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The Future of Diversity, Equity and Inclusion in the Public Sector

Being an ally in the face of racism

Suelyn Knight

Suelyn Knight

 Manager, Equity, Inclusion, and Human Rights,

Toronto Police Service

At the recent Diversity and Inclusion event, we heard from Suelyn Knight, Manager, Equity, Inclusion, and Human Rights as she dived into how to bridge the diversity gap through allyship.

Being an ally in the face of racism

The murder of George Floyd in May 2020 at the hands of a police officer sparked race riots across the world, but also forced police services, especially in North America, to re-examine their internal policies and diversity practices. At the Toronto Police Service, Suelyn Knight, the Manager of Equity, Inclusion and Human Rights, says that as a result of that incident, “the policing sector had to shift and make changes.” For them in particular, it meant having to have “very important conversations around advancing diversity, equity, inclusiveness, and system changes.” Most of these conversations were aimed at the white members of the police force and were, therefore “from the perspective of anti-racism and how to be an ally.”

Being an ally, according to a widely accepted definition, “describes someone who supports a group other than one’s own (in terms of racial identity, gender, faith identity, sexual orientation, etc). Allies acknowledge the disadvantage and oppression of other groups than their own; take risks and supportive action on their behalf; commit to reducing their own complicity or collusion in the oppression of those groups, and invest in strengthening their own knowledge and awareness of oppression.”[1] The important part is seeing someone else’s difference in comparison to oneself.

[1] https://healourcommunities.org/wp-content/uploads/2018/02/TRHTImplementationGuide.pdf, Glossary, p. 75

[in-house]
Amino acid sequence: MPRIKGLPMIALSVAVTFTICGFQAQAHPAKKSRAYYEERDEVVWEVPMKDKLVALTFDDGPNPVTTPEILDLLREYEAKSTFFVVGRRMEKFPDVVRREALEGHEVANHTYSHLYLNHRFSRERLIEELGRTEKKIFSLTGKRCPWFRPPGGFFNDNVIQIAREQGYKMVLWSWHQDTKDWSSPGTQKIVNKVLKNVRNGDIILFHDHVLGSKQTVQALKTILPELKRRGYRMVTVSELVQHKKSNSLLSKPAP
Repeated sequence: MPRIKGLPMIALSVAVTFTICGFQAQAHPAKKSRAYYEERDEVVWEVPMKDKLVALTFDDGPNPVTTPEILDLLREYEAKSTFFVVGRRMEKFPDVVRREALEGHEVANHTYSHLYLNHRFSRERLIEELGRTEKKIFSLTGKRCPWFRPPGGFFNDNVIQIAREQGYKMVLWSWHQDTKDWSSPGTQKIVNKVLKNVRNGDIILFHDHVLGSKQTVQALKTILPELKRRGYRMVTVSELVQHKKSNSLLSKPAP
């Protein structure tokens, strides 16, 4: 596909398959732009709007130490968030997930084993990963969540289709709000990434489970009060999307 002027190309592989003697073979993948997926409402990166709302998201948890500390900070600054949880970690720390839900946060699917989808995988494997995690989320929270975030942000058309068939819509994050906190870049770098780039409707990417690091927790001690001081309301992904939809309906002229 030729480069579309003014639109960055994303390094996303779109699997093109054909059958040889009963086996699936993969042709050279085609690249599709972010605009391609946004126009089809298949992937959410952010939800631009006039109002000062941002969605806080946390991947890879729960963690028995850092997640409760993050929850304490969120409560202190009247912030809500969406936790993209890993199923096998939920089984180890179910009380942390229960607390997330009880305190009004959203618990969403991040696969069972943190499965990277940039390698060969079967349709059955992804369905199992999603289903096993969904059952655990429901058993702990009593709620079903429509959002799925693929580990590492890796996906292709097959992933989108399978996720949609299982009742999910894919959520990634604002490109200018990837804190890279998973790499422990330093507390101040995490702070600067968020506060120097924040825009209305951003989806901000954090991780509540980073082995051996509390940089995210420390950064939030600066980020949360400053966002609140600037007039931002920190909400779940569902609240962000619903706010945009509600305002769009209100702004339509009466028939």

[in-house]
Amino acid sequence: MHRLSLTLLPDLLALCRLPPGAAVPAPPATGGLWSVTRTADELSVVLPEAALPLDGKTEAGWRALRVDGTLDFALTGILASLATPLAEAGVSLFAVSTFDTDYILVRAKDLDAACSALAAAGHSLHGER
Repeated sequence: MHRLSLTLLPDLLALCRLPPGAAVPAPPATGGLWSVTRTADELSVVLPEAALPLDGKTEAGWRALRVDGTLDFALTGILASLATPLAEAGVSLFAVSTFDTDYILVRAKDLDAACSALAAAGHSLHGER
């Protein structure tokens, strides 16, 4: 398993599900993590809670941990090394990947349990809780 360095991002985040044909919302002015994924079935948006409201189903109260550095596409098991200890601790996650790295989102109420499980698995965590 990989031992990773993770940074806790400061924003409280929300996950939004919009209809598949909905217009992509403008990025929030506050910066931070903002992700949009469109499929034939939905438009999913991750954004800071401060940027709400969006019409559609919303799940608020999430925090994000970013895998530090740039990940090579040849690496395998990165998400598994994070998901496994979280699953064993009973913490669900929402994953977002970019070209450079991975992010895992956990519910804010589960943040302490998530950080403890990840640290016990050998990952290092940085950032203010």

These conversations may be a bit difficult or triggering for some people, but in order to truly advance the needle on these issues, within the Toronto Police Service, we are having these difficult conversations and we are showing up for our members. Hopefully that will also translate into our ability to recruit and retain members who are diverse, and who add to the very the fabric of our organization.

To really understand what an ally is, “we have to have a conversation about what the opposite looks like.” From a racism perspective, this is sometimes referred to as “white fragility: a state in which even a minimum amount of racial stress becomes intolerable, triggering a range of defensive moves.” Sometimes this fragility is expressed in the form of barriers or dismissive comments. For instance, if a black person is being hired in a role that was previously occupied by someone white, it may not be uncommon to hear murmurings about “the lowering of standards, or that recruitment should be based on merit.” These are often examples of racist fragility and “wanting to maintain the equilibrium, as opposed to moving forward towards progressive change.” Fragility can therefore often be expressed in two ways. It can either “result in shame, guilt, fear, exaggeration or discomfort,” or it can be expressed as “weaponized fragility” in the form of “intolerability, shaming people, using privilege in order to maintain the status quo, invalidation, or using emotions to harm by assuming victimhood.” The second manifestation is far more insidious but equally as damaging.

Understanding why allyship is important